I will track down that rudder shoe so that if I need it I will be able to obtain one quickly. Since I am in the midst of a rather extensive overhaul on this boat, I am trying to be careful about my priorities, so that I do not exceed my budget.

    Once again thanks to all for the helpful advice. It is wonderful to have this sort of support system for a 35 year old boat....but what a boat!
    Scott

  10. #10
    Join Date
    Oct 2001
    Location
    Olalla, WA
    Posts
    71

    motors, etc

    I use a 1989 6hp Johnson long shaft and it works wonderfully. Gets me in and out of moorages easily and will push the boat against wind and chop to get to them if needed. I will say if you are going up against a stiff current, 4-5 knots or greater, you're probably better off waiting for the tide to turn. The motor is also pretty easy to hoist by hand and when not in use will lay flat in the lazarette. ( I'm not a big believer in leaving a motor in electrically hot salt water unneccessarily) I even built a little cradle to secure it in so I can eliminate the drag of having it in the water when I'm travelling long distances.
    As to the rudder, I agree with everyone else about not fixing it if it ain't really broke. There was some play in mine when I bought the boat and I decided to keep a close eye on it and wait and fix it if it got worse. Five years later I'm still waiting. It hasn't gotten any worse and I have used the boat a lot in that time. I have found it helps a bit to make sure the upper bearing is properly seated since it seems to work up away from the rudder shaft tube a little over time.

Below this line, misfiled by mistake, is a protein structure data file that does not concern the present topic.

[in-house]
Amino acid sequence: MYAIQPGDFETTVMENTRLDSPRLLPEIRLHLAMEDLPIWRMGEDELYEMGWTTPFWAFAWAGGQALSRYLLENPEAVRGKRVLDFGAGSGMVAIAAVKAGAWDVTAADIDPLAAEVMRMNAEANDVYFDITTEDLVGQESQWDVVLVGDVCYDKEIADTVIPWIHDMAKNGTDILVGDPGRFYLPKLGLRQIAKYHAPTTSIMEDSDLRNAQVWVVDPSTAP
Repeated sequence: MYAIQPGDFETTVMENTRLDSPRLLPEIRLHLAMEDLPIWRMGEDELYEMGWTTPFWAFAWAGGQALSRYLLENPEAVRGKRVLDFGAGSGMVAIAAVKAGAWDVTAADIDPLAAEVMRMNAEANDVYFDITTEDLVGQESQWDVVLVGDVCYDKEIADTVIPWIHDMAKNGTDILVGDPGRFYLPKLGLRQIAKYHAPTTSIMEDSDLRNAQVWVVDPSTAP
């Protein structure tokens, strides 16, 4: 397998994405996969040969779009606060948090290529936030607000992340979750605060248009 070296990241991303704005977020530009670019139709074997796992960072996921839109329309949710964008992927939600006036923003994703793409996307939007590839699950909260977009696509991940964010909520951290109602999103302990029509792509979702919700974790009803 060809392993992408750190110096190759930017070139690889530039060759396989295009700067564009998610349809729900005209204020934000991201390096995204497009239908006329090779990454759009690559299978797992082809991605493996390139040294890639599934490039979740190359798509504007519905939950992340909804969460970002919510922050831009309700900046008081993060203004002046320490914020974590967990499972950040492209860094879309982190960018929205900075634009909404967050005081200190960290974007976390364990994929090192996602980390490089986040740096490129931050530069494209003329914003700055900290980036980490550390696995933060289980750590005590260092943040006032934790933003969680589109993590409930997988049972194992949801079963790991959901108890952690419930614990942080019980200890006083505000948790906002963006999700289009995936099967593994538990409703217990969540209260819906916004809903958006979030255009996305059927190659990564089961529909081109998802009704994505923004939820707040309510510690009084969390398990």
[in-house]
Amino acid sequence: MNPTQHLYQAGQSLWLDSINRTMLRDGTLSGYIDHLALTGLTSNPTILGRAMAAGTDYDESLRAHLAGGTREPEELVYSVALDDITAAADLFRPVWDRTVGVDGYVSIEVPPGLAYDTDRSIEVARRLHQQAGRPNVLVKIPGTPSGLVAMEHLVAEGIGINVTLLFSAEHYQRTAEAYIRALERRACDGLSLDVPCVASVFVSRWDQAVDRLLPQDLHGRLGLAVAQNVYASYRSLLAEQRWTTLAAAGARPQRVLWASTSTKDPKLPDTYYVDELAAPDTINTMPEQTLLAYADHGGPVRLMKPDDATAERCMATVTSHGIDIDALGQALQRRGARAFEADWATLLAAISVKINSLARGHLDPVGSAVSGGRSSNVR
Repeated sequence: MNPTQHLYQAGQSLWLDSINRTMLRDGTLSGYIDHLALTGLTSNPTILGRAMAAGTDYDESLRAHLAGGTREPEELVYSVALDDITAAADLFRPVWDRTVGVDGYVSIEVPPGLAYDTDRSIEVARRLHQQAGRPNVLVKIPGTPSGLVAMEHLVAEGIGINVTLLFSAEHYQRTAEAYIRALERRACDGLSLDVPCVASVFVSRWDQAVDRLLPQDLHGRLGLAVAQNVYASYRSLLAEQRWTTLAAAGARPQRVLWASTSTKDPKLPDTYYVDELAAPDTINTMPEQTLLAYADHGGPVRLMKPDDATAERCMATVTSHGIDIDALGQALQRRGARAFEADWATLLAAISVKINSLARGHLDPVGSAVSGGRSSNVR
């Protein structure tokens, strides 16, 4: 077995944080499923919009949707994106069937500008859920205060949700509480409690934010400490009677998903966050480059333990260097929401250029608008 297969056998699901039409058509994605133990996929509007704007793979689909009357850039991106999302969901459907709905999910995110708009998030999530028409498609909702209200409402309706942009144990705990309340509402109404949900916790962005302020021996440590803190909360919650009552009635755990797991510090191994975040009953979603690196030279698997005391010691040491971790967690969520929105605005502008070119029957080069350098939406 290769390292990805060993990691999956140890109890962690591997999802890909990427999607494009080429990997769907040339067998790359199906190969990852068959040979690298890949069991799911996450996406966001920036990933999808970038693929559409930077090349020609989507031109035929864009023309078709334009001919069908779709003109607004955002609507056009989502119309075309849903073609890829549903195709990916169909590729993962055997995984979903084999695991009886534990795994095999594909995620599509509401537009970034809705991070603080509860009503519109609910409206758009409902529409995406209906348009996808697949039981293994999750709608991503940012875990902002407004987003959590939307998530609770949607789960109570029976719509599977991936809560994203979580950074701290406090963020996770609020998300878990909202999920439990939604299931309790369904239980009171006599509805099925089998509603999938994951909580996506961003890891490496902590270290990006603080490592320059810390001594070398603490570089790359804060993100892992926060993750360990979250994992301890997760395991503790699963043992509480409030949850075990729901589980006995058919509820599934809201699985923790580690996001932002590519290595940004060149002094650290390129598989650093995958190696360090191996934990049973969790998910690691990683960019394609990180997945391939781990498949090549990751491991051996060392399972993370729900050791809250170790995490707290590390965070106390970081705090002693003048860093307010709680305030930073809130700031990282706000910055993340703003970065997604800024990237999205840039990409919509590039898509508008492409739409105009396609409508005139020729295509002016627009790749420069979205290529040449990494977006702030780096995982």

11. #11
    Join Date
    Sep 2001
    Location
    Santa Cruz, California
    Posts
    444

    Smile Rudder rehabilitation

    Thanks to tcoolidge for your response on the rudder and motor issues I raised. It looks like quite a few Ariel skippers use 6 hp motors. Knowing that is helpful, sicn my 7.9 Honda may or may not be on it's lasty legs. I received my Gauhauer catalog today. In a conversation with Gauhauer, I have learned that they have an upgrade to their lifting davit that makes the davit easier to use than it was before by a single hander. It sis not curently reflected in th catalog. I am heading in that direction, and will post my impression when I reach that point. As far as the rudder goes, I do not intend to fix what is not broken, but my surveyor and the prior owner both indicate that I have some work to do on this rudder, and I want to be as informed as possible before I haul out for the first time to minimize yard time, and running around while my boat is out of the water. So thanks to all for the valuable info on this subject. I am finding the Association Maintenance manual, this forum, and the frinedly community of Ariel owners to be valuable respources. This makes me very glad that I decided to buy an Ariel.
    Scott

  12. #12
    Join Date
    Sep 2001
    Location
    Asst. Vice Commodore, NorthEast Fleet, Commander Division (Ret.) Brightwaters, N.Y.
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    Scott,

    If your boat has had galvanic activity sufficient to corrode the engine, and possibly the rudder shaft, make sure your surveyor takes a good look at the thru-hulls and sea cocks.

    You also mentioned you have a "tabernacled mast." Maybe someday you could post some pictures of that custom feature. It sounds like a prior owner knew what they were doing.

    Cheers,

    Peter

  13. #13
    Join Date
    Sep 2001
    Location
    Santa Cruz, California
    Posts
    444

    Wink rudder rehabilitation

    Peter,